CM . . .
. Volume XIII Number 19 . . . . May 11, 2007
Leap Into Literacy: Teaching the Tough Stuff So It Sticks!
Kathleen Gould Lundy.
Markham, ON: Pembroke Publishers, 2007.
128 pp., pbk., $24.95.
Review by Gina Varty.
Leap and the net will come.
If effective literacy teaching is your goal; if you and/or your students have been tentative (i.e. looking too longingly) before leaping into lessons; if you have been hoping to discover some way of "teaching the tough stuff so it sticks"; your prayers have been answered. The net has arrived!
Through this highly readable resource, new and experienced teachers will find the means to expand the space of possibles and possibilities, awaken a questioning attitude, create new worlds, deepen understanding, and promote active learning.
For in this book, you will be introduced to proven strategies that engage students in literacy activities. Students work with texts in a hands-on manner and often find themselves "inside" the stories, poetry, and other kinds of material, interpreting events, becoming characters, questioning relationships, refining their ideas, mining words, phrases, and larger texts for meanings, patterns, and personal connections, and subsequently achieving fresh understandings. As students work from entry points that intrigue them to culminating in tasks that allow them to discover that they are learners with lots to contribute in classrooms and beyond, they will without realizing it, "leap into literacy."
And you as a teacher will leap too, for joy. Not only does this book serve as a safety net providing active, experiential and inclusive ways to meet the needs of all your students, but it also serves as a parachute, one that is packed full with proven strategies and techniques to ensure a challenging, yet safe landing.
Kathleen Gould Lundy's enthusiasm for creativity in teaching is contagious. With over 30 years experience in teaching and the arts, she uses examples taken from her own classrooms or from teachers in her training. Through relating successful engagements and those providing learning experiences for the teacher, she reminds readers that teachers are learners too. "We are, each one of us, a work-in-progress."
Inspiring and insightful margin quotes are scattered throughout the book. Most of the activities were used with students in grades seven through twelve. However, by using the reproducible sheets for Overheard Conversations, Making Wonder Machines, Assessment Techniques, or the other activities described, and the extensive bibliography, elementary school teachers through to those teaching college writing classes will find simple and effective resources for their classrooms.
The author provides 10 chapters full of suggestions for active, imaginative, differentiated literacy instruction (with extremely catchy and appealing chapter titles and subheadings).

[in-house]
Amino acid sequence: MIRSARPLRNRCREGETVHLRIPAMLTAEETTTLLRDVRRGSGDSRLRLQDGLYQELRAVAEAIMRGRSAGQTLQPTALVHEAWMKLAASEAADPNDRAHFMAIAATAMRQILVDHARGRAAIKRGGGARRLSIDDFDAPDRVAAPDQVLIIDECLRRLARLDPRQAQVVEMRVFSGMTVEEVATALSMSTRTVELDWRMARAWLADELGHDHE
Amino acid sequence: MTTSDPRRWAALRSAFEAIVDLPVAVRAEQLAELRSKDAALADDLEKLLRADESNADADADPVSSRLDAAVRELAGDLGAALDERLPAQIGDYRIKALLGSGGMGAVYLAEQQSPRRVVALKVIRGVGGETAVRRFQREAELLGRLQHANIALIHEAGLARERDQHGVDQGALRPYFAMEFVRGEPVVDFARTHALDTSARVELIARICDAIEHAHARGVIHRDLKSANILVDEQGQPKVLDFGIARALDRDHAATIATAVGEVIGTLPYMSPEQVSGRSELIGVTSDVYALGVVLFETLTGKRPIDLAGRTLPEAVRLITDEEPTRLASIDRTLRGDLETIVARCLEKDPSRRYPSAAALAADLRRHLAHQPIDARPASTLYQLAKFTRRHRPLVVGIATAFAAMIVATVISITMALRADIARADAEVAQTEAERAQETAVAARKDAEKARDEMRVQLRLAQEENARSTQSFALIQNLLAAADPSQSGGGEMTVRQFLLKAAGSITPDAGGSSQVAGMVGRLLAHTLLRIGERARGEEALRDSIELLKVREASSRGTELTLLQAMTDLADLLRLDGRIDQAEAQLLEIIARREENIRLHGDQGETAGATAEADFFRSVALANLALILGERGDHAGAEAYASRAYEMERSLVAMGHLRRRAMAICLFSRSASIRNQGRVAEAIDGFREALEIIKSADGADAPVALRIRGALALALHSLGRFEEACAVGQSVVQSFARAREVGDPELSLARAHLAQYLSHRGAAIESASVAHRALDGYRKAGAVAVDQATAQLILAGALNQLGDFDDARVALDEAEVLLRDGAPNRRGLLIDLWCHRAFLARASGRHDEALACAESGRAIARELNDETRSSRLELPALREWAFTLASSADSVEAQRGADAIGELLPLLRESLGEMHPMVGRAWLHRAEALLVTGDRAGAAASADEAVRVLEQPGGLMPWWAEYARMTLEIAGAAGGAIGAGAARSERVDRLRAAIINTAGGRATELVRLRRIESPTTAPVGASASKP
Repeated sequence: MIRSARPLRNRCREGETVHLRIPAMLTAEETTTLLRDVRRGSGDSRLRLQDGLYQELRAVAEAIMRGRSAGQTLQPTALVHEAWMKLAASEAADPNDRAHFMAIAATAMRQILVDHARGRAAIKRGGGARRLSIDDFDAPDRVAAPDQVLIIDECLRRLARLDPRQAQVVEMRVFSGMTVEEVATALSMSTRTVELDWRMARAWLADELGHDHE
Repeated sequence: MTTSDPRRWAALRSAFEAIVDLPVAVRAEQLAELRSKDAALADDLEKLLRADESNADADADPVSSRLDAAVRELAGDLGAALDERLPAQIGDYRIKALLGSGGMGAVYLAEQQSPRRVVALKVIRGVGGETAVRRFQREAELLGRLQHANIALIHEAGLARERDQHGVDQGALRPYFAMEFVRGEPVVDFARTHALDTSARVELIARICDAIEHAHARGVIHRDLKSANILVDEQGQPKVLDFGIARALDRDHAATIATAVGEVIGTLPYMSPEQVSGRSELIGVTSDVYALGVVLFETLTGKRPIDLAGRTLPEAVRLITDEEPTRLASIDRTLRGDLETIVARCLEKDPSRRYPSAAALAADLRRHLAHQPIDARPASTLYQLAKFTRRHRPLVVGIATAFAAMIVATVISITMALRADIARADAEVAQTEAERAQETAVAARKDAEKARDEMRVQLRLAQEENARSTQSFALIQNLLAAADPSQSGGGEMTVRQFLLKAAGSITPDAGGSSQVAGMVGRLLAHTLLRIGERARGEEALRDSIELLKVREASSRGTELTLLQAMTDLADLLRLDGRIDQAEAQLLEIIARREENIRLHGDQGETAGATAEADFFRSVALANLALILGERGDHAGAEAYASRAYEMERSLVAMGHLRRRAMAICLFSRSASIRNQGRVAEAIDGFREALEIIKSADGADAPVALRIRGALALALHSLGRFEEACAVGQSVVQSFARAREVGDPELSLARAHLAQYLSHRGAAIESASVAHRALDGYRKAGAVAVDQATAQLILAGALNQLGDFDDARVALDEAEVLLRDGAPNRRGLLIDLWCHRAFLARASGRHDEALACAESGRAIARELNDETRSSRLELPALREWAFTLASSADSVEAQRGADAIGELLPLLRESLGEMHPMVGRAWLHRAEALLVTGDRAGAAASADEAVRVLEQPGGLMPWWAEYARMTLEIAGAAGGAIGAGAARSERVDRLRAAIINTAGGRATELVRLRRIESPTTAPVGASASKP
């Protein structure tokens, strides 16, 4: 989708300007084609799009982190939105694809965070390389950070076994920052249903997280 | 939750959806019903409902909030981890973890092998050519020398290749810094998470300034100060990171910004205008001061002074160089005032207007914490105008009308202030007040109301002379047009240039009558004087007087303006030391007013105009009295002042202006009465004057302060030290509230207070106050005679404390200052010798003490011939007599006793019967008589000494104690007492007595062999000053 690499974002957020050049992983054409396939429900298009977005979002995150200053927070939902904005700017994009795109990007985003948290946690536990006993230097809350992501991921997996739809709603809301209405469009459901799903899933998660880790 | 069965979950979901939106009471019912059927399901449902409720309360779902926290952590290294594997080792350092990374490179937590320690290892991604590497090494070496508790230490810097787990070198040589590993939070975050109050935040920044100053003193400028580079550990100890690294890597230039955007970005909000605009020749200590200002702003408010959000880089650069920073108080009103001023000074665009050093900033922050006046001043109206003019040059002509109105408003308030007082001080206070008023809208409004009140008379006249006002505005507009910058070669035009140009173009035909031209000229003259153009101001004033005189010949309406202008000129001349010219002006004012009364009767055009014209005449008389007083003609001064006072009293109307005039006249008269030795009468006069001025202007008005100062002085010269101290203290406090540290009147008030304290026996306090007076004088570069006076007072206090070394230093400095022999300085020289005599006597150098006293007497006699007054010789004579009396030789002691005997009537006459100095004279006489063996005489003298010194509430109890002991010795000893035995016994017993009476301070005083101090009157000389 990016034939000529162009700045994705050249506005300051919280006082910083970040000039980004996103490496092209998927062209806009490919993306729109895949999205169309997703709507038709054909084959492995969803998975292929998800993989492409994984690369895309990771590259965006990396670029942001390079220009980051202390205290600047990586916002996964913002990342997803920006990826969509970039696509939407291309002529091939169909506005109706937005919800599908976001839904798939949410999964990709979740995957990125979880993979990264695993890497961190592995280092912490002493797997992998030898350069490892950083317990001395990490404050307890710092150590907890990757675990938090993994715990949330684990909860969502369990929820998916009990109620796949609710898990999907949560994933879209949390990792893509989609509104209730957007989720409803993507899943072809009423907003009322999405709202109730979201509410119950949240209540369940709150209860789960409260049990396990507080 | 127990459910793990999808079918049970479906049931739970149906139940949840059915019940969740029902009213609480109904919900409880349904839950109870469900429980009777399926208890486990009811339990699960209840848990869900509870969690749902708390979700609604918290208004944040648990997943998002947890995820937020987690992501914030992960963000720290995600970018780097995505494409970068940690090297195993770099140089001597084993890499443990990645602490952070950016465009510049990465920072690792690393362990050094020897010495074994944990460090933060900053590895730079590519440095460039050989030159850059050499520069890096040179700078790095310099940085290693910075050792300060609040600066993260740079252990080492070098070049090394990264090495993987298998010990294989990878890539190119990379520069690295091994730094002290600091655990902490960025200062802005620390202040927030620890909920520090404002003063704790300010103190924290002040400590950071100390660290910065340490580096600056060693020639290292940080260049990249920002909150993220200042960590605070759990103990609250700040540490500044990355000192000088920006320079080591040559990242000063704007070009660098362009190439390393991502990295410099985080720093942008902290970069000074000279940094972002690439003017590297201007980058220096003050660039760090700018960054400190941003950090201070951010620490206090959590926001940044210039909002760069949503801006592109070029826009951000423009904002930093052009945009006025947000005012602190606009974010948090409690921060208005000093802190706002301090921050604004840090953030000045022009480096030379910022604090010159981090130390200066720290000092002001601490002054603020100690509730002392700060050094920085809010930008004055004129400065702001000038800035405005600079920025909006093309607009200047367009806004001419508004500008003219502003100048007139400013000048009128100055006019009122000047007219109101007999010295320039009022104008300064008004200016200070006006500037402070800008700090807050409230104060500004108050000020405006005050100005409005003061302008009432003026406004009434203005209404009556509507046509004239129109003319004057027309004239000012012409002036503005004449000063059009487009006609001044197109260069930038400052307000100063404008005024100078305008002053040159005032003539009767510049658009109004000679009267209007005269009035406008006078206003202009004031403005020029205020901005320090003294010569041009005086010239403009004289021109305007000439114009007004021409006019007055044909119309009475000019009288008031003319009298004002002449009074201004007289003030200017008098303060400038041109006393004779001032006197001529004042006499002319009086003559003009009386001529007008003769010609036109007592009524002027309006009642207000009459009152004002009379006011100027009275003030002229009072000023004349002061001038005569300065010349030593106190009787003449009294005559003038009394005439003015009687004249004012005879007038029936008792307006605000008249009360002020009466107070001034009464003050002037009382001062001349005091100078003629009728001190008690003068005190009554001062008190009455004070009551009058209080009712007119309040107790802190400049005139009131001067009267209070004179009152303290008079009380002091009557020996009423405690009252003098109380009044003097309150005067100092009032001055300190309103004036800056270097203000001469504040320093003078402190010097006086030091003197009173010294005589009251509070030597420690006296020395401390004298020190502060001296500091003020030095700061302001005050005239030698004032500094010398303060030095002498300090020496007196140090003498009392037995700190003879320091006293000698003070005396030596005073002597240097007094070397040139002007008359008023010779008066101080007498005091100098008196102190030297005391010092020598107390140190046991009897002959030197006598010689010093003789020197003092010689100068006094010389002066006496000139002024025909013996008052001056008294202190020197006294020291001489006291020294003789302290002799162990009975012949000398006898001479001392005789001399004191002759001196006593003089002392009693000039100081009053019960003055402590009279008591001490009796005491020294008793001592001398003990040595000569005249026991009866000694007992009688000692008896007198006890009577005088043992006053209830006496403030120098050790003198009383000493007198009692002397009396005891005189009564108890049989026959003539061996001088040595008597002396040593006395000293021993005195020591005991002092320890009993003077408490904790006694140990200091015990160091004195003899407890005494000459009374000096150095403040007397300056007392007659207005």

1 Lay the Groundwork
- nurturing a sense of excitement and anticipation
~ working from strengths, challenging choices, face the space, set the mood.
2 Greet the Group
- open communication
~ firm safe foundation, group work, co-operative games.
3 Scan Your Plan
- imaginative, flexible and transformational
~ classroom management tips for affirmation and control.
4 Make Your Words Sing
- gaining confidence with words
~ respond to and through poetry, and soundscapes.
5 Stage the Page
- interacting with text confidently
~ chants, choral reading, readers theatre, presentation.
6 Mine for Meaning
- critical literacy, complex texts
~ making a metaphor, tinker with text, graphic novels.
7 Inside Images
- interpreting visual messages
~ deconstructing magazine ads, movement and stillness.
8 Immersed in Role
- the language of context
~ The Expert Game, writing in role for new insight.
9 Transcripts, Objects, and Artifacts
- sources of fascination
~ what old photos can tell, significant objects.
10 Take Time to Integrate
- authentic curriculum connecting
~ planning integrated units, "I am From..." and Beyond.
The author concludes with Final Words: One Eye on Reality, Another on Possibility. The reality is that teaching the tough stuff so it sticks is a challenge, especially "if we limit our definition of school literacy to activities related to words on a page and a pen in the hand." However, through using the simple techniques in this book to encourage students to grapple with problems that interest them, share their understanding with others through creative representations -- drama, movement, visual arts and music, anything is possible. For, if students are actively engaged in co-operative work, with an empathetic adult guiding, teaching and encouraging them, they will willingly leap into literacy without looking, knowing that they have a parachute or that the net will come. With this book, that is more than a leap of faith!
Gina Varty is a librarian, currently providing library services at Inglewood Elementary School in Edmonton, AB.
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